Statistical analysis of significant activations in each hemisphere.
The BOLD signal during the 185.6 s task period was analyzed with the general linear model (GLM). Four cue regressors (stay left, stay right, shift left, and shift right), each consisting of 10 separate time point regressors that estimated the hemodynamic response out to 18.5 s without assuming a response shape (Ollinger et al., 2001), were estimated for each probability condition (i.e., stay cue probability = 0.14, 0.50, and 0.86). Four sets of target time point regressors, not separated by cue probability, were also estimated: detected target left and right, missed target left and right. In addition, regressors were included for baseline, linear trend and low-frequency components (<.009 Hz) of the BOLD signal in each scan.
The resulting whole-brain maps of time courses for cues and targets were analyzed by conventional thresholded methods (Shulman et al., 2009) that identified the significant activations in each hemisphere related to the experimental variables. In particular, the time course maps were spatially smoothed by a Gaussian filter with a full-width-at-half-maximum of 6 mm and analyzed by ANOVAs in which subject was treated as a random effect.
Statistical comparison of activations in left and right hemispheres.
Several papers have discussed problems with conventional methods for assessing hemispheric differences in BOLD activity (Liégeois et al., 2002; Stevens et al., 2005; Macaluso and Patria, 2007). Hemisphere differences cannot be inferred from finding a significant activation in one hemisphere but not in the other, since this result may be an artifact of thresholding. Conversely, the presence of significant activations of both hemispheres is fully compatible with hemispheric differences, since the activations may differ in magnitude. Approaches based on comparing the number of significantly activated voxels in specific regions from each hemisphere are highly dependent on thresholds and decisions concerning which regions are homologous.
These considerations indicate the importance of conducting direct and unbiased statistical comparisons of the two hemispheres to identify activations that are significantly lateralized. In several recent studies, voxelwise comparisons across the hemispheres have been conducted after normalizing images to a symmetric EPI template (Stevens et al., 2005; Macaluso and Patria, 2007). However, since left and right hemispheres are not mirror images, we adopted a slightly different approach (see supplemental Fig. 1, available at www.jneurosci.org as supplemental material). For each subject, two sets of atlas-space GLMs were created. The first set of GLMs was identical to the set described in the previous section. To create the second set of GLMs, each subject's data-space EPI image was flipped across the midline and registered to the subject's own unflipped EPI image using a 12-parameter affine transformation. As a result, the subject's left (right) hemisphere was transformed in the best fitting manner to the subject's right (left) hemisphere. Following this step, the previously computed transformations from the unflipped EPI image to the structural images (T2-weighted, MP-RAGE) and from the MP-RAGE to the atlas representative target could be applied. “Flipped” GLMs were then computed from these flipped atlas-space EPI images. Finally, a voxelwise ANOVA was conducted in which time courses from the flipped and normal (unflipped) GLMs were compared. In this ANOVA (see supplemental Fig. 1, available at www.jneurosci.org as supplemental material), there were two separate voxelwise comparisons in atlas space: (1) each voxel in the unflipped right hemisphere (RH) was compared to the voxel in the left hemisphere (LH) that had been flipped and transformed to that same right hemisphere voxel, and (2) each voxel in the unflipped left hemisphere was compared to the voxel in the right hemisphere that had been flipped and transformed to that same left hemisphere voxel. Typically, if activations were larger in an unflipped RH voxel than in the corresponding flipped LH voxel, then a flipped RH voxel also showed larger activations than the corresponding unflipped LH voxel. Therefore, the flipping procedure itself did not introduce a bias that favored either the flipped or unflipped hemisphere. Any exceptions to this rule are noted in Results. For clarity, unless noted, all figures in Results show regions in which the activation at the unflipped voxel was greater than the activation from the corresponding flipped voxel.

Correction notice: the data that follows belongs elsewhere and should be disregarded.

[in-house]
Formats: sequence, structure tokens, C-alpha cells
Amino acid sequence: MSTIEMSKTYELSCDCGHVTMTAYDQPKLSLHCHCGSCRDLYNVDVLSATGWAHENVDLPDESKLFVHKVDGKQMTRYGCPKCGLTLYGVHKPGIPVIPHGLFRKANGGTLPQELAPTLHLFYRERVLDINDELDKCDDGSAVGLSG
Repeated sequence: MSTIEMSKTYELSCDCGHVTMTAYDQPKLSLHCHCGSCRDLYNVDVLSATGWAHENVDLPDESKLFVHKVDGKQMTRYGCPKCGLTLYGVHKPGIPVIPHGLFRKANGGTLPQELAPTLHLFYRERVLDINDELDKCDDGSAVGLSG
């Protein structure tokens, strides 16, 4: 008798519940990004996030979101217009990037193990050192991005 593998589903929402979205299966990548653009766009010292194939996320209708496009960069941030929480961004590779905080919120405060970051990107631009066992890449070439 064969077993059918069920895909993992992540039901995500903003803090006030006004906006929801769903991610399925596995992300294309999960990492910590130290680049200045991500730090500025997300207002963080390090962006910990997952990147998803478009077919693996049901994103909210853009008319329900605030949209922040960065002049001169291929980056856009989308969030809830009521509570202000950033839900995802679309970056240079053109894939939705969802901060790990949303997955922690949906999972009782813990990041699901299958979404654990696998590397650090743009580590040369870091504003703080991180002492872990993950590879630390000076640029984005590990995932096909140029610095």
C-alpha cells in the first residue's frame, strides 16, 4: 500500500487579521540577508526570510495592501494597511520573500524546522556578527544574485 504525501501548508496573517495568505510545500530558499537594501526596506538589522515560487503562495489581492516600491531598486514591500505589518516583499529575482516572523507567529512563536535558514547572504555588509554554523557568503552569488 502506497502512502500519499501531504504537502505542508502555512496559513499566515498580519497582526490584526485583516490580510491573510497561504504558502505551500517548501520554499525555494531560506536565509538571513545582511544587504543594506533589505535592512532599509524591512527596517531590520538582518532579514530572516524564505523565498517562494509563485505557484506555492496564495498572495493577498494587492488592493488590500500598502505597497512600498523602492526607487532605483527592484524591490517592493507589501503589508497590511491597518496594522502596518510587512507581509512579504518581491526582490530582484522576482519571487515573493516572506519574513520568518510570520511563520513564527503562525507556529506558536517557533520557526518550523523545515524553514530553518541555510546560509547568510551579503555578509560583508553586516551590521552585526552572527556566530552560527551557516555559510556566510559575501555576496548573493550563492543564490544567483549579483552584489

All voxelwise ANOVAs were corrected for nonindependence of time points by adjusting the degrees of freedom and corrected over the brain for multiple comparisons using joint z-score/cluster size thresholds (Forman et al., 1995) corresponding to z = 3.0 and a cluster size of 13 voxels with contiguous edges. The z-score/cluster size thresholds were determined using volume-based monte-carlo simulations.
For purposes of plotting time courses and reporting atlas-space coordinates, regions of interest were automatically created from the voxel-level ANOVA maps using a peak-finding routine (Kerr et al., 2004). For display purposes, volumes were mapped to surface-based representations using the PALS atlas and CARET software (Van Essen, 2005).